At my college, everyone had
to take a class called Senior Seminar during their senior year to
graduate. This was a liberal arts course
that really just got in the way of most of us at our technical university, but
it had to be done. The interesting part about
it was that depending upon which of the dozen or so professors that taught it
you had, it was either a total blow off class or something that took some real
effort to get through. If you wanted the
former (which I’ll certainly admit to), then you wanted to get into one of
Professor Goodman’s* classes. I was fortunate enough to be privy to this
information and was able to land a spot in one of his classes. The information proved to be accurate and I
was able to devote my efforts to more meaningful endeavors of the day while
hearing others complain about the effort required for the class.
Knowledge. It’s a great thing when you have it at the
exact point in time you need it. In many
cases we’ve learned this and try to leverage it whenever we can. You ask your new neighbors when you move into
a new house for a dry cleaning recommendation, you ask the concierge at the
hotel for a dinner recommendation, or you thoroughly research a product on-line,
including product reviews from other owners, before making a purchase.
When it comes to
enterprise-wide reuse initiatives, I think most software development shops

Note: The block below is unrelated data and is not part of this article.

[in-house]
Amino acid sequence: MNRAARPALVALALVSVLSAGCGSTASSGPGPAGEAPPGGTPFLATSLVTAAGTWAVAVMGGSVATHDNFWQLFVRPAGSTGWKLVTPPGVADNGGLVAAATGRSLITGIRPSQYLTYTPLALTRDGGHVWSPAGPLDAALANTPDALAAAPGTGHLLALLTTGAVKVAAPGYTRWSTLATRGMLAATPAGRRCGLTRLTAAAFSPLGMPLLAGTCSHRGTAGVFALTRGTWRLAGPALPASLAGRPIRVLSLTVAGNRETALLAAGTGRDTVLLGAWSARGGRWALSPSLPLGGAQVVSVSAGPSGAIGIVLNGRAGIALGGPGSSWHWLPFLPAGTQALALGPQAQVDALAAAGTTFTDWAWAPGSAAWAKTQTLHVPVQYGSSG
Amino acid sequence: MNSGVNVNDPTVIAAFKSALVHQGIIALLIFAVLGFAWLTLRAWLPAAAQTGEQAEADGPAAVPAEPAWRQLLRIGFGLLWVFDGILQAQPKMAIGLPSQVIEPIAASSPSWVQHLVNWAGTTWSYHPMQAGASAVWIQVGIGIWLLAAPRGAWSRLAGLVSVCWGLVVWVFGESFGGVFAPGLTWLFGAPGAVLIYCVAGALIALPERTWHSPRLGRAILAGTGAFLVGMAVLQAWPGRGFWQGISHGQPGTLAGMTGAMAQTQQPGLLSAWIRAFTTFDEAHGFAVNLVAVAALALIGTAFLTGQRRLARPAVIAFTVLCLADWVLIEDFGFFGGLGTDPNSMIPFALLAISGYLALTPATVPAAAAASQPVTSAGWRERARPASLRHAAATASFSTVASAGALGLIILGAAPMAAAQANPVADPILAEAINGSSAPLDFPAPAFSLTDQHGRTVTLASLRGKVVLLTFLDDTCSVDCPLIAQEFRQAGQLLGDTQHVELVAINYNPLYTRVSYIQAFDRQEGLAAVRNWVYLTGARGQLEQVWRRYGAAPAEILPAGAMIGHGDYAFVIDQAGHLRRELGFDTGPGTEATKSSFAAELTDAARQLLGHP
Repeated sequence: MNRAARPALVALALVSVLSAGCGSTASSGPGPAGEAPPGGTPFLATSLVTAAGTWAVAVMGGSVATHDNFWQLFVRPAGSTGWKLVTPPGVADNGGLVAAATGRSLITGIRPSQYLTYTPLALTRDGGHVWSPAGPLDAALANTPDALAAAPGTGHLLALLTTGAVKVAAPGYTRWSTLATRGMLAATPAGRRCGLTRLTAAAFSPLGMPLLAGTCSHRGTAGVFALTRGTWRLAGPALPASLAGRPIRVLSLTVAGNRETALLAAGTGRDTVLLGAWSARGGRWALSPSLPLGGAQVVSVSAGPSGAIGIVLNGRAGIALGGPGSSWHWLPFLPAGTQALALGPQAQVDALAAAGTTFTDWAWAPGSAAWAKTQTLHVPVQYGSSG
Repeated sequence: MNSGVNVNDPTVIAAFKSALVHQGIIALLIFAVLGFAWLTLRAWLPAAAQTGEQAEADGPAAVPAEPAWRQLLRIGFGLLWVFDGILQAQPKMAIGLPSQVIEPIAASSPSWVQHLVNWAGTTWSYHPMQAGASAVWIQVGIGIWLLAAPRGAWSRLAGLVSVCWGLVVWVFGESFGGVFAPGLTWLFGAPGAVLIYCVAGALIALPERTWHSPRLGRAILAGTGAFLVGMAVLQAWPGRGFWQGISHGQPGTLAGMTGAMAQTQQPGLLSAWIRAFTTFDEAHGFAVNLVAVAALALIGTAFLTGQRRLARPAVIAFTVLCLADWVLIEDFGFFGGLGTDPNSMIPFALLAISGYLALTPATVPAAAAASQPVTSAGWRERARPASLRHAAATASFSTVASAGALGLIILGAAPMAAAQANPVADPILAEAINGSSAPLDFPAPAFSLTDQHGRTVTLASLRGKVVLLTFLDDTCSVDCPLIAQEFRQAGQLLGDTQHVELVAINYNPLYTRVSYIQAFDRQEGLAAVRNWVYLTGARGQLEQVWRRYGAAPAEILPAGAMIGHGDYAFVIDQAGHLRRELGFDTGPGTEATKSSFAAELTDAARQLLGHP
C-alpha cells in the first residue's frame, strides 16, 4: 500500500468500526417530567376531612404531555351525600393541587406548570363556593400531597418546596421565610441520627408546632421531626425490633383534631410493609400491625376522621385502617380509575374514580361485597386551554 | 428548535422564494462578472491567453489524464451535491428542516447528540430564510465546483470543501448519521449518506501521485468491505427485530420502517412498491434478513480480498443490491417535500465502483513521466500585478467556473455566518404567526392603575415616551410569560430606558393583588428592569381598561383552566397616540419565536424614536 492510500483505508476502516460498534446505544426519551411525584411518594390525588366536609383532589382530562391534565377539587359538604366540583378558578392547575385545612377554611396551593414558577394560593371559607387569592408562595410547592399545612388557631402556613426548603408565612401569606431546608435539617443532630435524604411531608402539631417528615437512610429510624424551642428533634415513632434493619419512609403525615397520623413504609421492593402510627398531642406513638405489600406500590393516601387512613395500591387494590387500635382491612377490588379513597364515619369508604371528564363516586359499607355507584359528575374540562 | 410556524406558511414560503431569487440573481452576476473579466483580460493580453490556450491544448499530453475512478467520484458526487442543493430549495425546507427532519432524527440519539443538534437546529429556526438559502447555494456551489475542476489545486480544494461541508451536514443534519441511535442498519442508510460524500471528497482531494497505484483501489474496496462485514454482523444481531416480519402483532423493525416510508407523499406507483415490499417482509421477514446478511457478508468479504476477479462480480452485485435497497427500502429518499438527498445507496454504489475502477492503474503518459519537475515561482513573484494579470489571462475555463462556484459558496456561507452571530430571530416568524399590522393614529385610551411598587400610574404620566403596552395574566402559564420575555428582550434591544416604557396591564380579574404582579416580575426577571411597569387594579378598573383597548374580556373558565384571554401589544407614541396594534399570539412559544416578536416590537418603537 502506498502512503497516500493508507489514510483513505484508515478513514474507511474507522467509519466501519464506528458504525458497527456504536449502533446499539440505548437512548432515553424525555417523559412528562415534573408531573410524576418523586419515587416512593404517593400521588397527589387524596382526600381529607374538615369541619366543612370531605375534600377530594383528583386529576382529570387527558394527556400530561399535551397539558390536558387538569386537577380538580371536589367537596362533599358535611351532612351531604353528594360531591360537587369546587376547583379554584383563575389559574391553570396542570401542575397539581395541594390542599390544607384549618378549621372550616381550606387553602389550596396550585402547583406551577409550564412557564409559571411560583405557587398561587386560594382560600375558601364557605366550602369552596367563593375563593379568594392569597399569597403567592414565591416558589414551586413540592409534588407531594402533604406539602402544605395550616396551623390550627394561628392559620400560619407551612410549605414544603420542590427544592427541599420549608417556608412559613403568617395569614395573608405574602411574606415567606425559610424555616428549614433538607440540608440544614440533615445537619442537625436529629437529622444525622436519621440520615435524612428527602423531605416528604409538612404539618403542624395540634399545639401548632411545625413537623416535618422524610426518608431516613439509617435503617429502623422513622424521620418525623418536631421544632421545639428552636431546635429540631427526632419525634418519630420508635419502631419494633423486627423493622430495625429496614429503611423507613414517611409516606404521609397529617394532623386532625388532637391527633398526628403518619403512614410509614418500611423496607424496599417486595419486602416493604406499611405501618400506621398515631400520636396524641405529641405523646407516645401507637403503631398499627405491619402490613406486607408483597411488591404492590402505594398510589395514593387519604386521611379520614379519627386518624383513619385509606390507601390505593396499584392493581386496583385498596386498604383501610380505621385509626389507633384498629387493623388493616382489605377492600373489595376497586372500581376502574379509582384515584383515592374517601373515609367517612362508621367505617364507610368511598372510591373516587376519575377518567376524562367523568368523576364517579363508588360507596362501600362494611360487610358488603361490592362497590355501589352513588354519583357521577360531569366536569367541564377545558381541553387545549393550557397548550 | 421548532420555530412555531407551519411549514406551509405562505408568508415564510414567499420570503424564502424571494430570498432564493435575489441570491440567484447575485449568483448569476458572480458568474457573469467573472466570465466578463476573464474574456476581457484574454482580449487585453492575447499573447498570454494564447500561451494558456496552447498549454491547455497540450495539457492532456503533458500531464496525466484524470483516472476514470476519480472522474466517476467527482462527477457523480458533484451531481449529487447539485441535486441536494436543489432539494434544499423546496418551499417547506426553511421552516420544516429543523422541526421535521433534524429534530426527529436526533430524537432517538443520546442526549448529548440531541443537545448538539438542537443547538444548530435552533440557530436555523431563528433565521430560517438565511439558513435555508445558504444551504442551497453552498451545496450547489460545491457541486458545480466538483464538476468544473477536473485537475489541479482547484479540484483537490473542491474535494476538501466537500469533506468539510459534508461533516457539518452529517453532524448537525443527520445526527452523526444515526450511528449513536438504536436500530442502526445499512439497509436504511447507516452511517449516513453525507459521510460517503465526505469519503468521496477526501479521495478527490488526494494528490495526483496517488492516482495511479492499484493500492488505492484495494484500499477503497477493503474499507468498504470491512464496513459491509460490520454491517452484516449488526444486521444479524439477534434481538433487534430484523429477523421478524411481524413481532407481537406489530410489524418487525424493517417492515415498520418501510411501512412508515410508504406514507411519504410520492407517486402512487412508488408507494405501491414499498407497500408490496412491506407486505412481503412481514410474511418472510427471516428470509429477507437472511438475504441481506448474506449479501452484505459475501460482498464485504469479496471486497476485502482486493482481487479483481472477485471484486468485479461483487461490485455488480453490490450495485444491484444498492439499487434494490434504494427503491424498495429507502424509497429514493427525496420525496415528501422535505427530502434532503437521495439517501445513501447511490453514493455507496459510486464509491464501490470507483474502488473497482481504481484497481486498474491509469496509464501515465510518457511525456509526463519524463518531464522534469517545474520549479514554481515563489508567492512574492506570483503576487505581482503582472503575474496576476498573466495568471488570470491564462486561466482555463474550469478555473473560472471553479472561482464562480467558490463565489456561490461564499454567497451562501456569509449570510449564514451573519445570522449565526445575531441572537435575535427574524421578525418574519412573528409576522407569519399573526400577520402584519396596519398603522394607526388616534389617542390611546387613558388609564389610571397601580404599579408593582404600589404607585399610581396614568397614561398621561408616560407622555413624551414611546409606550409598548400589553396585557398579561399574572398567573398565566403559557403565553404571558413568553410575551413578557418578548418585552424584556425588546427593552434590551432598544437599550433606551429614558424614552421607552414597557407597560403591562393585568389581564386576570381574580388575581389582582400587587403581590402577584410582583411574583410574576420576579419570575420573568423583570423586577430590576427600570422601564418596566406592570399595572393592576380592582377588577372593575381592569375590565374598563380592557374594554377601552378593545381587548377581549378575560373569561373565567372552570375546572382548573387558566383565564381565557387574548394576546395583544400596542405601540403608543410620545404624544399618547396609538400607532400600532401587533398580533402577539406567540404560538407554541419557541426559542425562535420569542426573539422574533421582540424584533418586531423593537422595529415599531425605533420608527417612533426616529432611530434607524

immediately start to focus on ways to reuse executable pieces of software. Don’t get me wrong, this is certainly a reuse
goal that makes a lot of sense and should be planned for and supported through
tooling. But what I think quickly gets
lost are the much more prevalent pieces of knowledge reuse that could be going
on if people were looking for them and had a proper infrastructure to make it happen. Little things like being able to find
expertise in a certain subject within the organization or finding that someone
else has already failed with a new piece of technology that is sure to doom
you, too, are just as valuable to the overall productivity of a development
organization as is having the perfect reusable executable you can use. Let the known (to others) hack of a dry
cleaner ruin your favorite suit and this lesson hits all too close to home.
Achieving knowledge reuse is
one of the real strengths of a community.
This is supported through the social infrastructure that exists in the
“real world”. An enterprise-wide
software development community also needs infrastructure support to facilitate
knowledge reuse. A platform such as
CollabNet TeamForge certainly provides this infrastructure support from a tooling
perspective, but you also need that thriving community around that tooling to
really create an atmosphere where members of the community have enough trust in
it to look to pull from its collective knowledge base as a routine course of
action during their development activities.
So when you consider reuse
initiatives at your own organization, please don’t let the daily opportunities for
knowledge reuse get overshadowed by other types of reuse that might get more
press, fanfare, or budget in your organization.
Work toward creating opportunities for this kind of reuse and leverage
them as much as you can. Professor
Goodman wouldn’t want it any other way.
* No, that wasn’t his real
name, but I can’t recall his real name.
That was way too long ago. Even
if I could, I wouldn’t use it here. Besides,
I needed a title for this blog post.